This year’s Earth Day, unlike any other, feels at once expansive and restricted. As hundreds of millions of the earth’s citizens have been ordered to stay home for the greater good of our species, we live in isolated worlds that feel much too small. Perhaps this time of quarantine brings with it the opportunity to rediscover a sense of place and discover God’s creation anew.
The term “sense of place” has long been used by scientists and anthropologists to describe the meaningful relationship that can arise as a result of deep knowledge of and familiarity with a given place, and it applies to urban and rural settings alike. Having a sense of place can contribute toward deeper responsibility to care for creation and can motivate communities to join together in this common goal.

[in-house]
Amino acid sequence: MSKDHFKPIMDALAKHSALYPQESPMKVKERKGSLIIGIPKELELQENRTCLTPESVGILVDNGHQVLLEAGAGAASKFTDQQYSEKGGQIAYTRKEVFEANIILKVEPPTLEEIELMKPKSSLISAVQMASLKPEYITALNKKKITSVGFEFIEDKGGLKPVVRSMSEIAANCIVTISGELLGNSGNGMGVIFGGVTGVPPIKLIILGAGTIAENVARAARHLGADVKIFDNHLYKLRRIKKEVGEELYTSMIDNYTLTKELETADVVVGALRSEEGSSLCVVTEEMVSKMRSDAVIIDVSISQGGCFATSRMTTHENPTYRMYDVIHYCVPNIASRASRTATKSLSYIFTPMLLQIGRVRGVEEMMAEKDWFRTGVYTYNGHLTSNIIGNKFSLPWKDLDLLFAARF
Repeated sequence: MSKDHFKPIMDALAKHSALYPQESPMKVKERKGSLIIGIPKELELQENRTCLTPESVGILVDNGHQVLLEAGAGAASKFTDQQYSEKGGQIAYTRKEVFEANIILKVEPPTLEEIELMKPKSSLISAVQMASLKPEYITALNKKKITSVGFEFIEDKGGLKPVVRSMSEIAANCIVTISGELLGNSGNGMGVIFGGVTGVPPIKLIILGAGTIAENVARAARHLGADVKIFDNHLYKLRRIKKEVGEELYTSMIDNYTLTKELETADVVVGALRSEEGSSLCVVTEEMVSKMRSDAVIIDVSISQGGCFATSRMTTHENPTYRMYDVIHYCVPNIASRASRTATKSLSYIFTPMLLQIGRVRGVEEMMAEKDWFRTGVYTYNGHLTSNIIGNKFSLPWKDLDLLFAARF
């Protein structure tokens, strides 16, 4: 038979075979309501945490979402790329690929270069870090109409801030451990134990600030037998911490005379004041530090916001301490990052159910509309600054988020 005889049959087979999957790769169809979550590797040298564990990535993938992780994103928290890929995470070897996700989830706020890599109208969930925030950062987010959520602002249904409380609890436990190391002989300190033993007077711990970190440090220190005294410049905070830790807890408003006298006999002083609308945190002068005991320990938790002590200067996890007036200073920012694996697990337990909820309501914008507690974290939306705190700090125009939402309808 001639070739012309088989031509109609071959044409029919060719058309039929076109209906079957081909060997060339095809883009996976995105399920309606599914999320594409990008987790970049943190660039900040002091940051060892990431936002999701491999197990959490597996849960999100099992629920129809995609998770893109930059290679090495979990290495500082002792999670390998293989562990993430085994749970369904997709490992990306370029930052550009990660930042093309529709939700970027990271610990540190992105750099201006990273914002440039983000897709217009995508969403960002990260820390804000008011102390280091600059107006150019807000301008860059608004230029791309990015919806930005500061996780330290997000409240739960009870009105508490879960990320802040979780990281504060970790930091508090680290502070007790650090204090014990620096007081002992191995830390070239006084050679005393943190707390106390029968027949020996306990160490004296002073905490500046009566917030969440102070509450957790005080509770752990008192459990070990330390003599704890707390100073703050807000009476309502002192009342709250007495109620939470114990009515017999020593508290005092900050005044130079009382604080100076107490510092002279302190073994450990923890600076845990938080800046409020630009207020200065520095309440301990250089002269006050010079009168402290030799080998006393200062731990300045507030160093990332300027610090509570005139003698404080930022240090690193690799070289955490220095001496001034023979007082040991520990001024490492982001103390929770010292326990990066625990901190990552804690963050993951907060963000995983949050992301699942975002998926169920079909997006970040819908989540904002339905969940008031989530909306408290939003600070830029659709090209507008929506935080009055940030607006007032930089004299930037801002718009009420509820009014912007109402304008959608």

But acquiring a sense of place requires time and attention—something that Duke University professor Norman Wirzba says can come in short supply in contemporary life. Wirzba, who researches the intersection of ecology, theology, and philosophy, said in an interview that until the pandemic, a hurried, unsettled pace of life was a trademark of 21st-century life. “One of the ways to describe postmodernity is to say that we’re only rushing through places and not ever settling into any place.”
As a result, many of us aren’t even familiar with the everyday flora and fauna outside our front doors. Abbie Schrotenboer, professor of biology at Trinity Christian College, has noticed this same unfamiliarity in her science students. “I get a lot of people who don’t really know much about the local area, even if they’ve grown up in the Midwest.”
Part of the danger in neglecting a sense ...1
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